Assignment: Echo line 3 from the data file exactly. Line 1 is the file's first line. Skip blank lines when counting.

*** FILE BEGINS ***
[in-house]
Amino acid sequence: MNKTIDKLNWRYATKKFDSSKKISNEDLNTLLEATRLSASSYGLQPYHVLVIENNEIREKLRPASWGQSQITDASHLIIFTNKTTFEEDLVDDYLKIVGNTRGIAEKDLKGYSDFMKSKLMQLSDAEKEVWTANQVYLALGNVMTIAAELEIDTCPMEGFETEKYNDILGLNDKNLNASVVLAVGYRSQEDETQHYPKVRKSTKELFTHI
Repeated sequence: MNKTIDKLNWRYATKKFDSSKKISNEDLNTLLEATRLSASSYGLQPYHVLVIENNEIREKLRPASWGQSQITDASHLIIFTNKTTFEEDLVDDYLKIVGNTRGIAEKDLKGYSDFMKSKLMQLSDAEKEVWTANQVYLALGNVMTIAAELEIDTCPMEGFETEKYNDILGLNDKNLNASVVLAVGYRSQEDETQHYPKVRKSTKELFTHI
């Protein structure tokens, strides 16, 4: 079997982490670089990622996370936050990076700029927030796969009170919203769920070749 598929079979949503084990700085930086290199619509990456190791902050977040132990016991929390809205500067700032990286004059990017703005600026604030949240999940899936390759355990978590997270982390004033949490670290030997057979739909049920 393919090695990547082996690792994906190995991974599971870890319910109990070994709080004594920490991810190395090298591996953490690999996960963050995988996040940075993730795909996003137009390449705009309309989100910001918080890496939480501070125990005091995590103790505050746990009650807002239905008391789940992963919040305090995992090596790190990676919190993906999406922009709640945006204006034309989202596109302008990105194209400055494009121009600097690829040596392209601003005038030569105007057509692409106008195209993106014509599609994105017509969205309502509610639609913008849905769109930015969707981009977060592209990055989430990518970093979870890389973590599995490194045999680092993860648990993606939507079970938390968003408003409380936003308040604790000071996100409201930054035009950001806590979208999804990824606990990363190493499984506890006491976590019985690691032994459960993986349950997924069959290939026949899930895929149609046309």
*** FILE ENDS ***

Repeated sequence: MNKTIDKLNWRYATKKFDSSKKISNEDLNTLLEATRLSASSYGLQPYHVLVIENNEIREKLRPASWGQSQITDASHLIIFTNKTTFEEDLVDDYLKIVGNTRGIAEKDLKGYSDFMKSKLMQLSDAEKEVWTANQVYLALGNVMTIAAELEIDTCPMEGFETEKYNDILGLNDKNLNASVVLAVGYRSQEDETQHYPKVRKSTKELFTHI